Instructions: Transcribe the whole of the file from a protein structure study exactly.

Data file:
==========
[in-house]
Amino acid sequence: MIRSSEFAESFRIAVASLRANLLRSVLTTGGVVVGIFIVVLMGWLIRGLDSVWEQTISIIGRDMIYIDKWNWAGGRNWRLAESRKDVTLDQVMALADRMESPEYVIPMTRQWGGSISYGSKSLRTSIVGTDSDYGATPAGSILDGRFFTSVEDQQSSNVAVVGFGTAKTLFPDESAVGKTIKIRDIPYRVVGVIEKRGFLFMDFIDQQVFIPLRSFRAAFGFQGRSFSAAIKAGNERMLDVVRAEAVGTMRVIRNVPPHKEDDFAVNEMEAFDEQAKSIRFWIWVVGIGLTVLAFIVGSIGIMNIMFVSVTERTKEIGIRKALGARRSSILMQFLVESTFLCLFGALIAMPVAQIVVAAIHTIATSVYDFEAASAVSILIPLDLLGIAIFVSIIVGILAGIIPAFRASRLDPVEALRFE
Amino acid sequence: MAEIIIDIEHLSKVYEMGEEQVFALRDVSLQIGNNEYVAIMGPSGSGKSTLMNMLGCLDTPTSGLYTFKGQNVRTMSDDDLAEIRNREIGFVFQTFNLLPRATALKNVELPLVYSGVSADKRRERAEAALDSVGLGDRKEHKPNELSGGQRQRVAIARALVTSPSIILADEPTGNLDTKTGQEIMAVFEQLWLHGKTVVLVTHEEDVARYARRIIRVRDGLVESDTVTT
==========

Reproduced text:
[in-house]
Amino acid sequence: MIRSSEFAESFRIAVASLRANLLRSVLTTGGVVVGIFIVVLMGWLIRGLDSVWEQTISIIGRDMIYIDKWNWAGGRNWRLAESRKDVTLDQVMALADRMESPEYVIPMTRQWGGSISYGSKSLRTSIVGTDSDYGATPAGSILDGRFFTSVEDQQSSNVAVVGFGTAKTLFPDESAVGKTIKIRDIPYRVVGVIEKRGFLFMDFIDQQVFIPLRSFRAAFGFQGRSFSAAIKAGNERMLDVVRAEAVGTMRVIRNVPPHKEDDFAVNEMEAFDEQAKSIRFWIWVVGIGLTVLAFIVGSIGIMNIMFVSVTERTKEIGIRKALGARRSSILMQFLVESTFLCLFGALIAMPVAQIVVAAIHTIATSVYDFEAASAVSILIPLDLLGIAIFVSIIVGILAGIIPAFRASRLDPVEALRFE
Amino acid sequence: MAEIIIDIEHLSKVYEMGEEQVFALRDVSLQIGNNEYVAIMGPSGSGKSTLMNMLGCLDTPTSGLYTFKGQNVRTMSDDDLAEIRNREIGFVFQTFNLLPRATALKNVELPLVYSGVSADKRRERAEAALDSVGLGDRKEHKPNELSGGQRQRVAIARALVTSPSIILADEPTGNLDTKTGQEIMAVFEQLWLHGKTVVLVTHEEDVARYARRIIRVRDGLVESDTVTT